36.There is a mismatch between India’s importance and its status in multilateral organisations, especially global economic governance bodies. India’s economy is expected to overtake those of the UK and France in 2019, and yet it is not a member of the G7, and has pressed for a greater voice at the World Bank and IMF. Sir James Bevan told us that India would be “increasingly unhappy about the inner councils of the G20”, and will “rightly want a greater say in the economic governance of the world. That is entirely fair for a country that is going to be third biggest economy by 2030.” Witnesses highlighted India’s turn towards alternative multilateral economic institutions as a response to the lack of effective reform to the existing bodies. These alternative institutions include the Asian Infrastructure Investment Bank (AIIB), founded by China in 2016, and the New Development Bank (NDB), founded by India along with Brazil, Russia, China, and South Africa in 2014. Dr Reuben Abraham told us that the creation of these bodies was a manifestation of the failure of the Bretton Woods system—i.e. the World Bank and the IMF:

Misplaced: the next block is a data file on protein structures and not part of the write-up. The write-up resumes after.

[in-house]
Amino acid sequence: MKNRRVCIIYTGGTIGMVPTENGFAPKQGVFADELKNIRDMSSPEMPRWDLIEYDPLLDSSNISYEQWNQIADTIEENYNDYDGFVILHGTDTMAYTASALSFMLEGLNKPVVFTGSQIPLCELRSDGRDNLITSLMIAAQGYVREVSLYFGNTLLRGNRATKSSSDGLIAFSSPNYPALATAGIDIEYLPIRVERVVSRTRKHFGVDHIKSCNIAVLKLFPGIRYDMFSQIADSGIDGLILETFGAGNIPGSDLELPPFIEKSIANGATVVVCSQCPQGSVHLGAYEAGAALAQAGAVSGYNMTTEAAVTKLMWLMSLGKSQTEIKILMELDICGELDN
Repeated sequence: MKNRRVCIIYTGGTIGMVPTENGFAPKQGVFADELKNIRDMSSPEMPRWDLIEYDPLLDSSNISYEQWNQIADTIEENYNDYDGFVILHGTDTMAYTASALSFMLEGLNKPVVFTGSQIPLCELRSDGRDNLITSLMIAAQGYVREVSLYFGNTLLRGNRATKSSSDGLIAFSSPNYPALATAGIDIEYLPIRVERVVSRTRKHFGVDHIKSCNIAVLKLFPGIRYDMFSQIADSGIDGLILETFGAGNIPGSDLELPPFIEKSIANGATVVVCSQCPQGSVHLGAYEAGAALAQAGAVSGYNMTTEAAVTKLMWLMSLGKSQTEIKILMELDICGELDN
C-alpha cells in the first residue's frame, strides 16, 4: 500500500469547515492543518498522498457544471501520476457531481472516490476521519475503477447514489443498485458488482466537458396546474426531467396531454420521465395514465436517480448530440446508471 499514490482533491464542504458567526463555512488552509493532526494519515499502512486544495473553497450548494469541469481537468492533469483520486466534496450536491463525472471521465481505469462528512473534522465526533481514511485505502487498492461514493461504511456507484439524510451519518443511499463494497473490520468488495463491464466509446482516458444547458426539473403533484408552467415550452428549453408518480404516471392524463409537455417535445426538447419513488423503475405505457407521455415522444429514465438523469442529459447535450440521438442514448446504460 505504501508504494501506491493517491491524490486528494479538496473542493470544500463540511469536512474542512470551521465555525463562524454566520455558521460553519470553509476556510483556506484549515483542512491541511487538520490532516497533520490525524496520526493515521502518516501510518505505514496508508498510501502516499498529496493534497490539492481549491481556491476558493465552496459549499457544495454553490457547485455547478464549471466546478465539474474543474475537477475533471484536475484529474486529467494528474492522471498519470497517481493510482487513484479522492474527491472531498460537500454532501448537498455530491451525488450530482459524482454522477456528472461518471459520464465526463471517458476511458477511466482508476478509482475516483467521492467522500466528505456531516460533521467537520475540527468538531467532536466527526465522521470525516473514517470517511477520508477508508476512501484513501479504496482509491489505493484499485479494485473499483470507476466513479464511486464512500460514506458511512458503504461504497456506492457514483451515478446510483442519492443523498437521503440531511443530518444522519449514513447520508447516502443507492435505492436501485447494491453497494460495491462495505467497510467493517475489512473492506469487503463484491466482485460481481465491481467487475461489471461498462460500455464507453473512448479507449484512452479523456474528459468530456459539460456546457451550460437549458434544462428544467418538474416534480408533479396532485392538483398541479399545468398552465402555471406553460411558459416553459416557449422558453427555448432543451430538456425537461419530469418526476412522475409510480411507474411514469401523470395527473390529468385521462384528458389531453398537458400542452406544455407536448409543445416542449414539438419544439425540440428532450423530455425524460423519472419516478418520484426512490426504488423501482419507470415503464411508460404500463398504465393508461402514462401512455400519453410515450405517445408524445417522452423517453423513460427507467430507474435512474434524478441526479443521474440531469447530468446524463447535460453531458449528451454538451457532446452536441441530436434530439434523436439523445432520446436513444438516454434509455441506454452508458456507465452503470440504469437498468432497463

“Unless these institutions begin to reform rapidly, a completely different architecture will start to emerge. That should be a cause for worry in the West. In a rules-based system, whose rules do you want to play by?”
37.India is an important ally for the UK in defending the rules-based international order. At a time when the existing system is facing increasing challenges, India—as a fellow democracy that is explicitly committed to upholding the rules-based order—offers an important source of support. If China wants to change the rules of the game, India is seeking a seat at the table. The UK and India have differences over certain global governance issues, including around human rights. These divergences make it still more important for the UK to work closely with India in multilateral forums, to influence the path that it takes as it emerges as a leading power.